Chicago Teachers Union Delegates Vote To End Strike

The Chicago Teachers Union called off its strike today. On Sunday the delegates voted down a proposed contract offer, saying they needed more time to consider it. Classes are scheduled to resume on Wednesday. Claudio Sanchez talks to Audie Cornish.

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In Chicago, teachers have suspended their strike. That means teachers and students could be back to class as soon as tomorrow. The strike lasted seven days.

And with us to explain what has transpired in Chicago is NPR's Claudio Sanchez. And, Claudio, teachers, as we've said, have suspended the strike. What has the reaction been?

CLAUDIO SANCHEZ, BYLINE: The reaction, Audie, has been pretty emotional. There were reports of kids in some neighborhoods running out into the streets celebrating. You would never imagine that, given that they're going to go back to classes for sure tomorrow. The union delegates, it seems, decided that there was no more to gain from a work stoppage. They voted 98 percent to suspend the strike. They came out of their meeting very happy, for the most part.

There had been a lot of pressure building on the union to resolve this or at least to suspend the work stoppage because it was creating such a dilemma for parents and for kids. Mayor Emanuel, on the other hand, had a more, you know, serious response. He was at Walter Peyton College Prep and the address he gave was carried live on local TV. Here's what he said.

MAYOR RAHM EMANUEL: This settlement is an honest compromise. It means returning our schools to their primary purpose - the education of our children. It means a new day and a new direction for the Chicago public schools. In this contract, we gave our children a seat at the table.

SANCHEZ: Emanuel, by the way, went on to say that this proposed contract is a break from the past. That's what he called it. And he said - he also called it a history - getting away from a history of false choices. He highlighted in particular what he considers a big victory - an extra hour and a half of instruction, so that kids starting kindergarten this year will have, in his math, two and a half years extra of instruction by the time they finish high school. So, he's happy but we'll see what happens after this.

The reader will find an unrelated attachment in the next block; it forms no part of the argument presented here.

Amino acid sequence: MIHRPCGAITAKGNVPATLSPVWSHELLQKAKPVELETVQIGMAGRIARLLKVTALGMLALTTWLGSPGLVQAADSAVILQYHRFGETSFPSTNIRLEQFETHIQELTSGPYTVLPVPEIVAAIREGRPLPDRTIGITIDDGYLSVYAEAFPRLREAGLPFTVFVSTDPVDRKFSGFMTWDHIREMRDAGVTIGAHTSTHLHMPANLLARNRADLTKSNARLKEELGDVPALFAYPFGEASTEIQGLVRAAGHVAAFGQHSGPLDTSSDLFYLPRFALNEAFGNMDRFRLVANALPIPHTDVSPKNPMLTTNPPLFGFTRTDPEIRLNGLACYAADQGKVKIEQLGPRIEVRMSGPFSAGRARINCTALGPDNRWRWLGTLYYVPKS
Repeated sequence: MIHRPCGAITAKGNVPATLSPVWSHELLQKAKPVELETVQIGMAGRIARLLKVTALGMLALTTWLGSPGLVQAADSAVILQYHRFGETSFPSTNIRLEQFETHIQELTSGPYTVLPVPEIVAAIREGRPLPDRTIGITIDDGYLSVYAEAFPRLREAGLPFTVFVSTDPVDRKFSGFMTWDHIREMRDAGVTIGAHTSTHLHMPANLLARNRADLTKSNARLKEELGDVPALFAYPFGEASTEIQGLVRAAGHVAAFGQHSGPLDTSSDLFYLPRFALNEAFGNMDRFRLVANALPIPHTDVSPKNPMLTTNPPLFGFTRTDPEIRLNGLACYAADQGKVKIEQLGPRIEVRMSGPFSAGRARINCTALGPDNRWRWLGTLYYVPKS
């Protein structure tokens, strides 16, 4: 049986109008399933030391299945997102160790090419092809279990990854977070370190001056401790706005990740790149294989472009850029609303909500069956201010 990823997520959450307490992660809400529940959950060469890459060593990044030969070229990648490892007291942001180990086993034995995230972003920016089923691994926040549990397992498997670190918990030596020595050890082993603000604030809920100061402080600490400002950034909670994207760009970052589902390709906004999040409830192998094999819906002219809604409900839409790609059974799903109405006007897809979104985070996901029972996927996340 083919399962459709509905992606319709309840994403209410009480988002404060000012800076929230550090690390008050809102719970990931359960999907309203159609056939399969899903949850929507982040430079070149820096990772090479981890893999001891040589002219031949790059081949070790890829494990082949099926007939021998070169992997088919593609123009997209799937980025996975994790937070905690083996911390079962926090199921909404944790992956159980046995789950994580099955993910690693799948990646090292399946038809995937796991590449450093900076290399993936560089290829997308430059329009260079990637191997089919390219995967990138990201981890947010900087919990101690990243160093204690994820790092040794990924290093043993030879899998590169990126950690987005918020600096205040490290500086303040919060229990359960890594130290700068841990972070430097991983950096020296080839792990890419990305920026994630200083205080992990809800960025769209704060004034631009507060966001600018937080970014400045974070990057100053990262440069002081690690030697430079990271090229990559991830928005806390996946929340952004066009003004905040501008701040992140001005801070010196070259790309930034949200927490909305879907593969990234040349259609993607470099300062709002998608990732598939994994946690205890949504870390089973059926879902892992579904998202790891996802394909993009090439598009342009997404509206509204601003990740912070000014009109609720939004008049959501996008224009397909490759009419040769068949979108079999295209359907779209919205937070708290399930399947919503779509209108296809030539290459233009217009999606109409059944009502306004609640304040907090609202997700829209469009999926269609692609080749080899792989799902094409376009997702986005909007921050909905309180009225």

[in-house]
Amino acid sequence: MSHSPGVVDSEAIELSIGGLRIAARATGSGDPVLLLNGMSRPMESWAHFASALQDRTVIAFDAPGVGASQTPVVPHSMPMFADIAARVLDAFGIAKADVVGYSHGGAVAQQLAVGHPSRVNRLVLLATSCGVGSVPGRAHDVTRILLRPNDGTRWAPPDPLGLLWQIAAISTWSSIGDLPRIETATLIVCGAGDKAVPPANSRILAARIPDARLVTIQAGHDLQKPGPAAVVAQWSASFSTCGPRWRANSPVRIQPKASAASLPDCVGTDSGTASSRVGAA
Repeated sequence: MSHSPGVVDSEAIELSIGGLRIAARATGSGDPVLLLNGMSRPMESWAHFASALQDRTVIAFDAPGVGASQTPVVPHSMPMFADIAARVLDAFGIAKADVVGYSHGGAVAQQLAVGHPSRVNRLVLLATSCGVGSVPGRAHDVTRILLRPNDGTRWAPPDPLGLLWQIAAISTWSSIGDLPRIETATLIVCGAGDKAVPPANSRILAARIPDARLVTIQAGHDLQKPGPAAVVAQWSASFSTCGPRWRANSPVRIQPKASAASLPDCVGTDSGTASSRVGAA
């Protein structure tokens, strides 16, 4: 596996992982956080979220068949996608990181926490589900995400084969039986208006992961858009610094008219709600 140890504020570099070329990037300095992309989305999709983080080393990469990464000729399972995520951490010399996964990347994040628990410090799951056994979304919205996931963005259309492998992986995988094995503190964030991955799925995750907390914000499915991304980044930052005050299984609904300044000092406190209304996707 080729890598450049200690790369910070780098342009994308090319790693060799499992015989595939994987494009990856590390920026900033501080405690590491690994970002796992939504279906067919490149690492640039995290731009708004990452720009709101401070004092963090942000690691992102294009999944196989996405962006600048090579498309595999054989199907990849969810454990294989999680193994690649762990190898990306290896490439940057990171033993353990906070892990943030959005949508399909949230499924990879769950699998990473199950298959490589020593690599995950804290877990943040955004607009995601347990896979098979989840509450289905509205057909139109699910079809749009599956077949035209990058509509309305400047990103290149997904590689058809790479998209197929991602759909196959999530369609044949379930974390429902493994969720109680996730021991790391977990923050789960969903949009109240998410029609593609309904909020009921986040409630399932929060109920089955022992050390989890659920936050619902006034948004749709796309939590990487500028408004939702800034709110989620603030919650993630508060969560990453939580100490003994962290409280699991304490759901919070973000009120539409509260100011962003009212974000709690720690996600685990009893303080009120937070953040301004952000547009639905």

CORNISH: So, what's the response from union leaders? I mean, are they happy with the decision to suspend the strike?

CLAUDIO SNACHEZ, BYLINE: It seems they are. But more than happy, they're really relieved. Union president Karen Lewis sounded very relieved during her short news conference. And here's what she said.

KAREN LEWIS: The issue is, we cannot get a perfect contract. There's no such thing as a contract that would make all of us happy. And we're realistic about that. But the other issue is, do we stay on strike forever until every little thing that we want is capable of being gotten?

SNACHEZ: Lewis had also said, going into the meeting today, that if she was in the classroom she'd vote to end the strike and, for the most part, endorse the agreement, based on what has already been negotiated, even though, again, the details are very sketchy. She said that the proposed contract was not perfect, but not bad either.

Now, details of what teachers will now spend the next few weeks reviewing, you know, are in flux. The union has secured a hefty pay raise for teachers over four years. School officials have also agreed not to fire teachers after one year under a new, tougher evaluation policy that would be phased in over time. Merit pay was taken off the table. And more teachers would be hired under a plan to extend the school day. All important victories for the union. The toughest issue down the road will probably be how much weight students' test scores should have in rewarding or firing teachers.

CORNISH: Claudio, thank you.

SNACHEZ: You're welcome.

CORNISH: That's NPR's Claudio Sanchez. He spoke with us about the decision by the Chicago Teachers Union to suspend their strike.

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